Here we go gathering...
August 14, 2010 7:58 PM   Subscribe

What is this mystery nut?

This botanical specimen was taken out of the kitchen sink outflow pipe at a friend's house, where it had been blocking up the water. He says it's about an inch across and had probably been there for years.

We're in Quebec, although I doubt whether this is a native botanical specimen. I've never seen anything with that tripartite form before.
posted by zadcat to Science & Nature (7 answers total)
Best answer: black walnut
posted by cosmicbandito at 7:59 PM on August 14, 2010

Black walnut is good. But I would call it bipartite.
Here is an image of a nut :,r:9,s:20&tx=65&ty=92&biw=1021&bih=701
posted by llc at 8:10 PM on August 14, 2010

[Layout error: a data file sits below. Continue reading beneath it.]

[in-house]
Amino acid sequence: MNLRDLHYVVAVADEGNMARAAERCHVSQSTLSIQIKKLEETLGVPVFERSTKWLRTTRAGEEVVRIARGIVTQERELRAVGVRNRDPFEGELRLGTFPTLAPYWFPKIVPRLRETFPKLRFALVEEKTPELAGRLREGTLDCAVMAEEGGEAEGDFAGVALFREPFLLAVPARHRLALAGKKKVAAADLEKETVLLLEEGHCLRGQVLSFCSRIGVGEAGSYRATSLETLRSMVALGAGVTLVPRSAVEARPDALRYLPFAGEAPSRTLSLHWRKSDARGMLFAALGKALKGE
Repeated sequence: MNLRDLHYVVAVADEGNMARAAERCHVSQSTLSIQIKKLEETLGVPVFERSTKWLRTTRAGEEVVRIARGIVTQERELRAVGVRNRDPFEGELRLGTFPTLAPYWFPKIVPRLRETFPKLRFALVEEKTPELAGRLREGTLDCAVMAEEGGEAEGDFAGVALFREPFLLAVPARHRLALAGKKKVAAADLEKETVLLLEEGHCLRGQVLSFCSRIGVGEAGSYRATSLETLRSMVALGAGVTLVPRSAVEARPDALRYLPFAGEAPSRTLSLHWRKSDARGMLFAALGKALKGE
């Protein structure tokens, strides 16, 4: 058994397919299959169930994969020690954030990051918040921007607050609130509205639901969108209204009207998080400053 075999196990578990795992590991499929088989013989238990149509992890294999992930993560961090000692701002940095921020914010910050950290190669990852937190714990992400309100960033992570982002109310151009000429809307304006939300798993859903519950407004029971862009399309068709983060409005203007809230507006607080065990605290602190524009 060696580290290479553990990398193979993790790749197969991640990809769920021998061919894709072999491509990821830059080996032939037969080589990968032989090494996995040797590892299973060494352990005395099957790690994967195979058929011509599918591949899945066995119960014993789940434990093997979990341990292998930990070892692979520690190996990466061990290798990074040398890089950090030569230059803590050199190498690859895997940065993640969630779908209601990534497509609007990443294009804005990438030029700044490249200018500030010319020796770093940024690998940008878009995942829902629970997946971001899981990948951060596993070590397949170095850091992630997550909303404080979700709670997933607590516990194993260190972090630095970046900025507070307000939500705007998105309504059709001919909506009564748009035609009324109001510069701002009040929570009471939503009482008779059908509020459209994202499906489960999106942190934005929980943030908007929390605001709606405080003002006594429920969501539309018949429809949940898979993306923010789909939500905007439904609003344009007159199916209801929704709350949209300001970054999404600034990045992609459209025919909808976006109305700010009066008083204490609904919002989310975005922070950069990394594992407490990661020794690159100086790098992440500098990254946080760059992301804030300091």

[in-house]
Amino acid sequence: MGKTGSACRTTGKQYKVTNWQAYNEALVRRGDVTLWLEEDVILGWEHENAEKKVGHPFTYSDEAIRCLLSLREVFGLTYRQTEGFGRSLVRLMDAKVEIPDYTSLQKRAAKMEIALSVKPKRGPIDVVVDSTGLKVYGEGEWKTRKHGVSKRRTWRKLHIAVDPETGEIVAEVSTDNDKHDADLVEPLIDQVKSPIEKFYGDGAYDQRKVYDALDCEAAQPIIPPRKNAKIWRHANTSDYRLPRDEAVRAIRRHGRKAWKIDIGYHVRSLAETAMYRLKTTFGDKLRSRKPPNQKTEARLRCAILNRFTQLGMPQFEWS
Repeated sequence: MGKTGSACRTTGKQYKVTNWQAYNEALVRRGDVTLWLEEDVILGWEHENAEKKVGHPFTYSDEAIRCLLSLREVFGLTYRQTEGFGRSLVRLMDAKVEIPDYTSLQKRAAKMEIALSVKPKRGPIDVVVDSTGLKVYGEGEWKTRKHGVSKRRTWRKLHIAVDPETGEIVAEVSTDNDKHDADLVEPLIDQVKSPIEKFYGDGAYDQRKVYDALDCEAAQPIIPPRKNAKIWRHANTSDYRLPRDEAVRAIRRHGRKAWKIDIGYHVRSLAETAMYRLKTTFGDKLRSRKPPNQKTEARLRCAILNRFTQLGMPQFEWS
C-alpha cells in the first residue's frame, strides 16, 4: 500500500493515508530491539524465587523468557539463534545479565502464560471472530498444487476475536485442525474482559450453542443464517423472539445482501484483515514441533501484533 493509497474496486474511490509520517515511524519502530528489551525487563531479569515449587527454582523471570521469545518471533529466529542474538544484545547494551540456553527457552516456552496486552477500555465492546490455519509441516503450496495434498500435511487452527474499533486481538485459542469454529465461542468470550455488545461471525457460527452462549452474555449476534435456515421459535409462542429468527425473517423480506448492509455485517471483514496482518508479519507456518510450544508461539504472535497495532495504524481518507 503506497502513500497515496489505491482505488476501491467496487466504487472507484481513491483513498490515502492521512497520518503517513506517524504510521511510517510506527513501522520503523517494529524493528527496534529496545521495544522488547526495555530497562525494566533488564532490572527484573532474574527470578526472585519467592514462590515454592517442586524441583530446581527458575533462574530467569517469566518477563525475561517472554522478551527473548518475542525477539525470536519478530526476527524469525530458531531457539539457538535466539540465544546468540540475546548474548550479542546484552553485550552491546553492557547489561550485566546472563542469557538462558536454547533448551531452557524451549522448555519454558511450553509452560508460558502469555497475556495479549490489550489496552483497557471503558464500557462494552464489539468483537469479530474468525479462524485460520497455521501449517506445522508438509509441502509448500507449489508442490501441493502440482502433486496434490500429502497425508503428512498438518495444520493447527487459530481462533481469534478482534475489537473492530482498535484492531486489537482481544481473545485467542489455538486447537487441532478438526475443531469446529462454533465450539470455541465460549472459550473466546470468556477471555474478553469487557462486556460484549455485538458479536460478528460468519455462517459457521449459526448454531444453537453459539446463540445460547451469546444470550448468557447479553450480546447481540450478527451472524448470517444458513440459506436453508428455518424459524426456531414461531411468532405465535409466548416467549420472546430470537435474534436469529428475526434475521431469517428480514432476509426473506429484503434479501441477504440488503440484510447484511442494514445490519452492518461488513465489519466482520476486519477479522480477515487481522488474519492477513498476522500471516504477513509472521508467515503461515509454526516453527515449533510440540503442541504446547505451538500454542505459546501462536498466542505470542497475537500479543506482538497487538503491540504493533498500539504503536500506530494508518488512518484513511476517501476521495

llc's link, in, er, link form
posted by axiom at 8:13 PM on August 14, 2010

Agreed, black walnut. The hulls make a mean natural dye for wool.
posted by Miko at 8:16 PM on August 14, 2010

Response by poster: Black walnut is tripartite like my photo?
posted by zadcat at 8:23 PM on August 14, 2010 [1 favorite]

Best answer: It looks like Chile walnuts have three valves instead of two.
posted by Madamina at 9:21 PM on August 14, 2010

Best answer: Well, after Googling around I would say that chile walnut could be a suspect - there is a good drawing of one here showing three-part hull. It is closely related. But the outer coating really looks black-walnutty to me. Black walnuts are exceedlingly variable internally, and I've never found that their hulls cleave neatly into two - they are the devil to open. The 'expect horses' answer is definitely the widely distributed black walnut, but if you find that black walnuts never occur with three lobes, then chile walnut is a likely suspect.
posted by Miko at 12:16 PM on August 15, 2010

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